People with failed marriages are not bad people

Do not judge a person by his/her marital status; it is not indicative of his/her character.

I made that quote up.

It came up as I overheard two women talking about other women. “Most of them are separated from their husbands,” they said in such disapproving tones.

You would think that in this millenium, people would start to think differently.

I, who am still quite married and never been divorced, am quite offended for these women. Why should being separated from their husbands put them in a negative light? We don’t know what kind of husbands they have, or what situations they were in.

Continue reading “People with failed marriages are not bad people”

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Motherhood changed the way I react to a scene

Recently, my husband and I left our child in the care of her nanny while we watched “The Fault In Our Stars” at the nearby cinema.

I have read this book last year, and I pretty much knew what to expect. The movie even retained most lines from the novel, so it wasn’t really new. But I did not expect to cry when I did. I can’t find a clip, so I’m uploading photos of the text instead.
Continue reading “Motherhood changed the way I react to a scene”

A Message to a Fan(girl?)

When I still had more time in my hands, I used to watch some Korean dramas. I’m not a fan of the Korean pop culture, but I watch enough dramas to recognise a few people. So I wrote this post about one particular drama I watched, and (surprise, surprise!) it continues to be my most viewed post to date.

And then recently, I found this comment pending my approval:

CommentSoYiHyun

Looks like somebody got butt-hurt by my comments about one actress.

To you, dear commenter —

Beauty is subjective. Celebrities will always be under scrutiny. People will always have opinions, and I am entitled to mine. I never said I’m more beautiful than So Yi Hyun, but I do believe my nose is much nicer than hers. Nonetheless, you are entitled to your opinion too. So, your comment is approved. 🙂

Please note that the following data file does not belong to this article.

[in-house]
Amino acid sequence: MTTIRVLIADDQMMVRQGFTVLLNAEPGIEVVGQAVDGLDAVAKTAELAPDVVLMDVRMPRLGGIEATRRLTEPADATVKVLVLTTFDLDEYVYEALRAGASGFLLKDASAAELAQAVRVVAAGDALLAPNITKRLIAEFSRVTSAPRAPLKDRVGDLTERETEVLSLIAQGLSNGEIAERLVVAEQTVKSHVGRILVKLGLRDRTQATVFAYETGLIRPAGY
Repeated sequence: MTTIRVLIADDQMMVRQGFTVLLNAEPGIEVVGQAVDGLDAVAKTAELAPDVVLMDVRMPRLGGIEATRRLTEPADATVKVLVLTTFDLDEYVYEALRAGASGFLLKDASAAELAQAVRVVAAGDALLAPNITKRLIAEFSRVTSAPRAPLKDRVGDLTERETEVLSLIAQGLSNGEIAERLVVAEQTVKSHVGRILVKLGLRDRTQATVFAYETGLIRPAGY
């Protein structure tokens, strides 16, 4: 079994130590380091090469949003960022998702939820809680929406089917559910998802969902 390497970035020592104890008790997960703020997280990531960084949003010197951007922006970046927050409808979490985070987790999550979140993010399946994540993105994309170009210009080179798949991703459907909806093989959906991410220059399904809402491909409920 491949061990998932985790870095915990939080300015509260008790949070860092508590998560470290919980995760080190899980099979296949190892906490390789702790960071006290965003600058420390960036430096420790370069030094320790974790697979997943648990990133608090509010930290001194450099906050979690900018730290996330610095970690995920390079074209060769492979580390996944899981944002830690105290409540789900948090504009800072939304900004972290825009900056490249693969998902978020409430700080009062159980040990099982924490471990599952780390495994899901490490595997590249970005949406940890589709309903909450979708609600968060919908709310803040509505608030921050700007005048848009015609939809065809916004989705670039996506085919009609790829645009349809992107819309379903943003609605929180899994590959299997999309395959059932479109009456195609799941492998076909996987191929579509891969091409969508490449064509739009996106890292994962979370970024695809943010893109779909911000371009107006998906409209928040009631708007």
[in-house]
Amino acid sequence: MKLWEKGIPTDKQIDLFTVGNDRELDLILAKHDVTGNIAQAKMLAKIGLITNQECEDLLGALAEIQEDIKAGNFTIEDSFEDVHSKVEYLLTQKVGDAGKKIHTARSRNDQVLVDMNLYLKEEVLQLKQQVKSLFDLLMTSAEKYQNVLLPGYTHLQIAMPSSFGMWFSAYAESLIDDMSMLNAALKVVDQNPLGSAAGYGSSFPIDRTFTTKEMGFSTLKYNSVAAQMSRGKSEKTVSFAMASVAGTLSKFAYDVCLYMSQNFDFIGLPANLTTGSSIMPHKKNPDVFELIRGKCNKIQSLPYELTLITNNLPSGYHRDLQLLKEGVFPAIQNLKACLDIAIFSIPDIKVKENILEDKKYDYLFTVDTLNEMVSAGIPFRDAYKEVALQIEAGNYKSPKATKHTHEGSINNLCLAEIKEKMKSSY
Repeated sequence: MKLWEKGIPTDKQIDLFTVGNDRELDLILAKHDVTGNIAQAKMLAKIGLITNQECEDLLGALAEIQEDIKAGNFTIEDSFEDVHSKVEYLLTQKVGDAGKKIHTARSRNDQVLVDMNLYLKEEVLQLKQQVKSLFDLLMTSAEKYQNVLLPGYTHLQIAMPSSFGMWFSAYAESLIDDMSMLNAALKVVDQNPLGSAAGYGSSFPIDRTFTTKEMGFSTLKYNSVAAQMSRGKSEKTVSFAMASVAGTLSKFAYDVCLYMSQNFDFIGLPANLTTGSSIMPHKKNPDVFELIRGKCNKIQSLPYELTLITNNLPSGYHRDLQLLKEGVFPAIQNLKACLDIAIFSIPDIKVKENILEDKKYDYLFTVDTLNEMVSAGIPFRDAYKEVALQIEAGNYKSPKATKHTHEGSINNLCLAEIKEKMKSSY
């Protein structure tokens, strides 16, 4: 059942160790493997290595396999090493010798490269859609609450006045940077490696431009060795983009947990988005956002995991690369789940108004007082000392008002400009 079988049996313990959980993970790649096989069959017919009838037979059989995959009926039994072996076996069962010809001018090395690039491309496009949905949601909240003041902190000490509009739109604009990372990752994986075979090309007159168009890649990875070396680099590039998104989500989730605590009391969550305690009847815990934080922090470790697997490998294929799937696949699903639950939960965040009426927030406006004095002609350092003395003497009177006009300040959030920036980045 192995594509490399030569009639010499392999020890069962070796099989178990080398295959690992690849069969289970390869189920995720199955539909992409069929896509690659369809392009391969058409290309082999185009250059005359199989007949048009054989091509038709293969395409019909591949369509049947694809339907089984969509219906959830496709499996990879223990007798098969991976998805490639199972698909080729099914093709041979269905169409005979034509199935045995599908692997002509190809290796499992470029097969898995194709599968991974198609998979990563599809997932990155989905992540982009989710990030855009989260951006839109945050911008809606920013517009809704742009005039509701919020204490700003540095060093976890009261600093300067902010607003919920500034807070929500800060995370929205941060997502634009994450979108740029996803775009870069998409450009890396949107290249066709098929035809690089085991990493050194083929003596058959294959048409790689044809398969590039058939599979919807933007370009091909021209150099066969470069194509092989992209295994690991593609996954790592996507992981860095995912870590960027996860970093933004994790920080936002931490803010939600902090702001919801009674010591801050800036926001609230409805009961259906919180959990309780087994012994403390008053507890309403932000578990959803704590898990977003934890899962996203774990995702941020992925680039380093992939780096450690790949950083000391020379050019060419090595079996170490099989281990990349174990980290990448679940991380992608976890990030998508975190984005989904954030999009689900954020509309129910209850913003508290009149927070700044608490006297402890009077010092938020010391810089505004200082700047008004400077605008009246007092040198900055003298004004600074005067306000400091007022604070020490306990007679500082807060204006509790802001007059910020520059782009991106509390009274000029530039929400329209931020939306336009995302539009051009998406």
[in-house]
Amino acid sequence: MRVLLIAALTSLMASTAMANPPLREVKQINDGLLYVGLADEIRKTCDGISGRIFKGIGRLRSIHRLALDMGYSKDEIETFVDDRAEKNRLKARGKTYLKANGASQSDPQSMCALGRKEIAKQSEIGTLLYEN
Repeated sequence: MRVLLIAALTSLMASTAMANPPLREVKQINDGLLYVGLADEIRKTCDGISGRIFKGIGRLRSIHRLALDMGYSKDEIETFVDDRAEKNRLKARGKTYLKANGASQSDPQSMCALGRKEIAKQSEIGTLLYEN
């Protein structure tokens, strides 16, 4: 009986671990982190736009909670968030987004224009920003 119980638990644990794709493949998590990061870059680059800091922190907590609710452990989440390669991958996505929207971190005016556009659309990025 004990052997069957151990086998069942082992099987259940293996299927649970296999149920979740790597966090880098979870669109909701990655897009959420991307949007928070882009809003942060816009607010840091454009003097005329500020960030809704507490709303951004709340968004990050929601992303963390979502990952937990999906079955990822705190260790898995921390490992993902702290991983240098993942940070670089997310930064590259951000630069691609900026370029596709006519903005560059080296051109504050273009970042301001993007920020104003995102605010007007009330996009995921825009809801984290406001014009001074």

8 ways that motherhood has changed me

Baby E & me
Bebe (4.5 months) and myself at our family photoshoot

1. I became a light sleeper — but only when it comes to Bebe.

Ask anyone who’s ever spent a night with me, and they’ll tell you the same thing. It’s incredibly difficult to wake me. No alarm clock is ever effective on me.

My husband is a loud snorer (so loud that he can be heard from the living room) yet I can sleep soundly snuggled up beside him.

At the same time, I wake up at my baby’s slightest whimper.

It’s incredible and I don’t know why it’s possible to happen that I can do both (sleep to my husband’s snoring and wake to my baby’s whimpering) but it’s true and I can’t explain it and it’s just so darn amazing to me.

2. I found out that I can survive on so little sleep.

At six months old, my baby still wakes up several times a night. I work full-time. Sometimes I wonder how I’m able to (mostly) function with the little, broken sleep that I get night after night.

There was a time when I was seriously considering sleep training as an option, but I’m back to “I think I can bear with it.” She sleeps in a cot beside our bed, so I still have to get up when she wakes. Sometimes I nurse her to sleep, sometimes a little patting and rubbing is all she needs, and sometimes she’s so wide awake that I need to rock her to get her drowsy. It’s only those moments (once a night, at most) when she just wouldn’t go to sleep, not even after nursing or  rocking her for close to an hour, that sleep training thoughts crawl into my head.